Northern & Central Midwest

November, 2012
Regional Report

Clean up the Orchard

Sanitation around fruit trees and berry plants will go a long way toward preventing disease and insect problems next year. Fallen fruits and leaves provide overwintering sites for fungal spores and insects, so disposing of them now will help out next spring. Composting may not kill pests, so dig a pit and bury the debris you collect.

Pot and Chill Bulbs for Indoor Bloom

Save a few bulbs from outdoor planting to pot up for bloom indoors. Plant in clean pots with sterile potting soil. Water and store in refrigerator or cold frame. Make a note on the calendar to bring them into the warmth in ten to fourteen weeks. Water and enjoy the blooms!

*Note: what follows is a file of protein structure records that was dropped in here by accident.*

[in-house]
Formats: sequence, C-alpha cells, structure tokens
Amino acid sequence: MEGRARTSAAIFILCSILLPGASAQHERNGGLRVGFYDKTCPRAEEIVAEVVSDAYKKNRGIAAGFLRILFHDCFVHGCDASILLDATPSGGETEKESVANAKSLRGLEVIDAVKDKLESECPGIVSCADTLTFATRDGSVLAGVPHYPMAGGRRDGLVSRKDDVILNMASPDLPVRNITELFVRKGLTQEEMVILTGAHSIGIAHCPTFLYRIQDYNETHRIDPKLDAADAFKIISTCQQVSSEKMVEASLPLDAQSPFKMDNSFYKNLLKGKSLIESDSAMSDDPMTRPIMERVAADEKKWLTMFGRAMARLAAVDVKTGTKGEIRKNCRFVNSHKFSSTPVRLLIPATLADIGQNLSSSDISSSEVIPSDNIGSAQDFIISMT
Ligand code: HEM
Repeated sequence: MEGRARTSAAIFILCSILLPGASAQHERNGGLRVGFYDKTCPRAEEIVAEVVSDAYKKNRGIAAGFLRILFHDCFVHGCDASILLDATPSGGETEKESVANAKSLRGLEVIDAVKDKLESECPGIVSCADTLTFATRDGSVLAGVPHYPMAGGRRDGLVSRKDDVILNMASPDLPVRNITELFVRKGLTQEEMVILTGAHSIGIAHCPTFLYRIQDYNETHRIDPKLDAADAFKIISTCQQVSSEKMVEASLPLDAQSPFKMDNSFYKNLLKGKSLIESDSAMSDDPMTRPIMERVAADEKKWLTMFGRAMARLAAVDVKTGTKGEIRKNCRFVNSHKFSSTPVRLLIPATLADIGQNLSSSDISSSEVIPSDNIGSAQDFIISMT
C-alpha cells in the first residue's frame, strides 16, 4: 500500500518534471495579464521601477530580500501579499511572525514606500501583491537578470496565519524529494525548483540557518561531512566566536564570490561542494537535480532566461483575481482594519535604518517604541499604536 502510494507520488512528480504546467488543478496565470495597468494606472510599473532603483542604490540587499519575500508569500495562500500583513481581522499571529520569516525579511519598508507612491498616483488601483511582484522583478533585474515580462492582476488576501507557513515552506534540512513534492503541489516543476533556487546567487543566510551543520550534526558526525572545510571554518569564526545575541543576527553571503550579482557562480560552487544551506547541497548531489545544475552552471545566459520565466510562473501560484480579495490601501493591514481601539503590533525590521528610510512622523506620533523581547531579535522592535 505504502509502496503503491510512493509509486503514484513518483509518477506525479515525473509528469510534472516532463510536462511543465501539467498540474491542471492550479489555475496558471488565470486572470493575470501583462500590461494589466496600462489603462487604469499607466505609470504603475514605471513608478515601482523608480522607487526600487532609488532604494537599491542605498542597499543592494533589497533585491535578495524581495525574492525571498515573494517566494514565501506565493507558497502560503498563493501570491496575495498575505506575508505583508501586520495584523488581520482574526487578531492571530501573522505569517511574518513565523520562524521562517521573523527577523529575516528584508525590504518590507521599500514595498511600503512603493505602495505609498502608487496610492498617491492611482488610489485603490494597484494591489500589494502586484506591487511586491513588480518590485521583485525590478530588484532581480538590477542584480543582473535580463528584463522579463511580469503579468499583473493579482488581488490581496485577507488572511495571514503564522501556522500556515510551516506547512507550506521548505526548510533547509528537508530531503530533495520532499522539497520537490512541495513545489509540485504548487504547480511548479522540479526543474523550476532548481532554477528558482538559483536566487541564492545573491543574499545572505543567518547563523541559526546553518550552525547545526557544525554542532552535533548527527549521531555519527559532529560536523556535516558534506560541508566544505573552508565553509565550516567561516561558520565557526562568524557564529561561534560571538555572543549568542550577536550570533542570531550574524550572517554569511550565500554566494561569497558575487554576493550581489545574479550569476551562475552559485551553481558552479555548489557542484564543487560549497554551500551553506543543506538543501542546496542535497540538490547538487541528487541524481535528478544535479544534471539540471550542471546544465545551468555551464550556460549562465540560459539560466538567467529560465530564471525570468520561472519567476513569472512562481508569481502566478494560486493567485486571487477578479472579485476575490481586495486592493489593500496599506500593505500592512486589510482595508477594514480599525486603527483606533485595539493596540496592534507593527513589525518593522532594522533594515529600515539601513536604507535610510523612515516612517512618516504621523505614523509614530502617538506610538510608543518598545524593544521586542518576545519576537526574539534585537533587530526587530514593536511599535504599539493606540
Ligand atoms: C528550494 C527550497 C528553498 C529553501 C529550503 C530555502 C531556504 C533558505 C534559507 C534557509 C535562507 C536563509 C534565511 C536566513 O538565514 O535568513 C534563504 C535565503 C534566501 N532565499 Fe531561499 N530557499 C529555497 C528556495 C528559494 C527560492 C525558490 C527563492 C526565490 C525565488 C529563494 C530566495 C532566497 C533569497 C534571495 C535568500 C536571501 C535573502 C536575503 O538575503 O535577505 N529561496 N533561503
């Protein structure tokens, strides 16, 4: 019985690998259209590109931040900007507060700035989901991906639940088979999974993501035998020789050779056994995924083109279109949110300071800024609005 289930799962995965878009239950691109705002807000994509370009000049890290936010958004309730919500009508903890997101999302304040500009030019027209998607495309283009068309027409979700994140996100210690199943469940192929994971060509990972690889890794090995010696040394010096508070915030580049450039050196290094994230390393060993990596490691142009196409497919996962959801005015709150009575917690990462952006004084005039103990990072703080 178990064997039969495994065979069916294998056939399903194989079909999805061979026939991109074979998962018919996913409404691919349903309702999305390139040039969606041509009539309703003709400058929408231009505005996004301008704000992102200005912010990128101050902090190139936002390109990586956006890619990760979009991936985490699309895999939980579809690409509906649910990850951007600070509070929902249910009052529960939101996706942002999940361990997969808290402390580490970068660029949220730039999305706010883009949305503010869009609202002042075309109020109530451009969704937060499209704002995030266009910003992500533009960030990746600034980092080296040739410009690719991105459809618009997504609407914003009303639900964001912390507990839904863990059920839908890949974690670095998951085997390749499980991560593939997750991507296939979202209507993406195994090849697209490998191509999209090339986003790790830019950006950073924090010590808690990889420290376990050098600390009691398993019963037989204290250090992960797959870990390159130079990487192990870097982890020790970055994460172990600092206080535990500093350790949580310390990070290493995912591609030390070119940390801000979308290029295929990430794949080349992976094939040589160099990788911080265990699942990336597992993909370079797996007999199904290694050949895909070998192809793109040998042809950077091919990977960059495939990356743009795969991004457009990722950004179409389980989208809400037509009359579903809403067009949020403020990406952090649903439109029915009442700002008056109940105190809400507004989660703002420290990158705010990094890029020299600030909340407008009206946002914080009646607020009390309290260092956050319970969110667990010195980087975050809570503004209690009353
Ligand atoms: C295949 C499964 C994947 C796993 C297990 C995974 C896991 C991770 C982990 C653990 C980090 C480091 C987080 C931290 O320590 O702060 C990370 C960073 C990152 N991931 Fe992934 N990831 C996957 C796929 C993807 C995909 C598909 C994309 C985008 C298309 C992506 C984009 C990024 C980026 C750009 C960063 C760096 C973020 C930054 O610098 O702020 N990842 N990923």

Begin Dormant Pruning

As soon as the leaves fall, begin renewal pruning on twiggy shrubs such as dogwood and viburnum. Remove no more than one-third of the largest stems at ground level. This will force new growth from the ground next spring, giving better color and a somewhat reduced size. Remove one-third each year for a healthy, attractive shrub.

Prepare Soil Now for Spring Planting

After all garden debris is cleaned up, add compost, shredded leaves, rotted manure or rotted straw to the top of the soil. The organic matter can be left on top and planted in directly in spring, or you can dig it in lightly with a garden fork. Avoid the temptation to rototill, which breaks down soil structure.

Take Care of Garden Tools

Soil left on tools over the winter degrades them. Brush off soil with a wire brush and wash metal and wood parts. Wipe down with mineral oil or vegetable oil. Wipe excess off with rag. Sand any splinters on wooden handles. Sharpen pruner blades and clean off sap with steel wool. Oil blades.

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